De Groote J, Desmet VJ, Gedigk P, Korb G, Popper H, Poulsen H, et al. A classification of chronic hepatitis. Lancet 1968; 2: 626-8.
International group. Acute and chronic hepatitis revisited. Lancet 1977; 2: 914-9.
Dienstag JL, Isselbacher KJ. Chronic hepatitis. In: Fauci AS, Braunwald E, Isselbacher KJ, Wilson JD, Martin JB, Kasper DL, et al., editors. Harrison’s principles of internal medicine. 14th Ed. New York: McGraw-Hill; 1998. p. 1696-703.
Scheuer PJ. Changing views on chronic hepatitis. Histopathology 1986; 10: 1-4.
Working Party. Terminology of chronic hepatitis, allograft rejection, and nodular lesions of the liver. Summary of recommendations developed by an International Working Party, supported by the World Congress of Gastroenterology. Los Angeles, 1994. Am J Gastroenterol 1994; 89: S177-81.
Ishak KG. Chronic hepatitis: morphology and nomenclature. Mod Pathol 1994; 7: 690-713.
Hall PM. Chronic hepatitis: an update with guidelines for histopathological assessment of liver biopsies. Pathology 1998; 30: 369-80.
Desmet VJ, Gerber M, Hoofnagle J, Mann M, Scheuer P. Classification of chronic hepatitis. Diagnosis, grading and staging. Hepatology 1994; 19: 1513-20.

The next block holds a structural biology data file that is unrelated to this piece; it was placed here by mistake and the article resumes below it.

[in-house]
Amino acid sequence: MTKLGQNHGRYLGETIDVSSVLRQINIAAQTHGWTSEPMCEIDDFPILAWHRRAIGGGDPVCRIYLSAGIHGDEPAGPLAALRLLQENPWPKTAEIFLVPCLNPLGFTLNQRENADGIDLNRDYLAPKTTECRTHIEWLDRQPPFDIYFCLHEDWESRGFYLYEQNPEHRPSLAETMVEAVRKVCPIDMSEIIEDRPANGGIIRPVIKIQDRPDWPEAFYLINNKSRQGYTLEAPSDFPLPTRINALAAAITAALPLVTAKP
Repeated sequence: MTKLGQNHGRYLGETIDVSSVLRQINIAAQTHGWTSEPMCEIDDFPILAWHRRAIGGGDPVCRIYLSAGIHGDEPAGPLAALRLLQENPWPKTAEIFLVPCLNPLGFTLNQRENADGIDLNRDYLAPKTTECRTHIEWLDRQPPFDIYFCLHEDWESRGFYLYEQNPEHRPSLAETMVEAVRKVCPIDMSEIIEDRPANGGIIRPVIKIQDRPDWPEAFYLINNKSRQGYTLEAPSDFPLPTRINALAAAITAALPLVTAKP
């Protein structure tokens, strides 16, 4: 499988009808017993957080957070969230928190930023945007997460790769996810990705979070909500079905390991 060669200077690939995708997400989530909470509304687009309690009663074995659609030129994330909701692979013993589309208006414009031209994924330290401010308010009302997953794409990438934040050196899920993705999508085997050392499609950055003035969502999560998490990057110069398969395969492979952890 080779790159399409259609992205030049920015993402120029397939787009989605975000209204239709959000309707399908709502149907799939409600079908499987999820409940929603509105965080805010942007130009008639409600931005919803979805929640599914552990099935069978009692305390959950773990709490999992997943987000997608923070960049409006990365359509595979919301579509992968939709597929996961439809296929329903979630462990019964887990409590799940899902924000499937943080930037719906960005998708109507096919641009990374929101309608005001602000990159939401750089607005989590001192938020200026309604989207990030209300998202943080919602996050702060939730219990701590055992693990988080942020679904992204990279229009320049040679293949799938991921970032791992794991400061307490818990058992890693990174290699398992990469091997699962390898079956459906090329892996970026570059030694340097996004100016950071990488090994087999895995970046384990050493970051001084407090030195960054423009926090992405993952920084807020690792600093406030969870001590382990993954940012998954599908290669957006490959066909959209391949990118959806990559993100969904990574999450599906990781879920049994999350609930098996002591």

Van Thiel DH, Caraceni P, Molloy PJ, Hassanein T, Kania RJ, Gurakar A, et al. Chronic hepatitis C in patients with normal or near normal alanine aminotransferase levels. The role of interferon alpha-2b therapy. J Hepatol 1995; 23: 503-8.
Gholson CF, Morgan K, Catinis G, Favrot D, Taylor B, Gonzalez E, et al. Chronic hepatitis C with normal aminotransferase levels. A clinical histologic study. Am J Gastroenterol 1996; 92: 1788-92.
Scheuer PJ. Chronic hepatitis: what is activity and how should it be assessed? Histopathology 1997; 30: 103-5.
Ishak K, Baptista A, Bianchi L, Callea F, de Groote J, Gudat F, et al. Histological grading and staging of chronic hepatitis. J Hepatol 1995; 22: 696-9.
Knodell RG, Ishak KG, Black WC, Chen TS, Craig R, Kaplowitz N, et al. Formulation and application of a numerical scoring system for assessing histological activity in asymptomatic chronic active hepatitis. Hepatology 1981; 1: 4315.
Brunt EM. Grading and staging the histopathological lesions of chronic hepatitis: the Knodell histology activity index and beyond. Hepatology 2000; 31: 241-6.
Scheuer PJ, Davies SE, Dhillon AP. Histopathological aspects of viral hepatitis. J Viral Hepat 1996; 3: 277-83.
Ludwig J. The nomenclature of chronic active hepatitis: an obituary. Gastroenterology 1993; 105: 274-8.
Sherlock S. Classifying chronic hepatitis. Lancet 1989; 2: 1168-70.
Zetterman RK. Chronic hepatitis. Is it persistent, active or just chronic? Am J Gastroenterol 1993; 88: 1-2.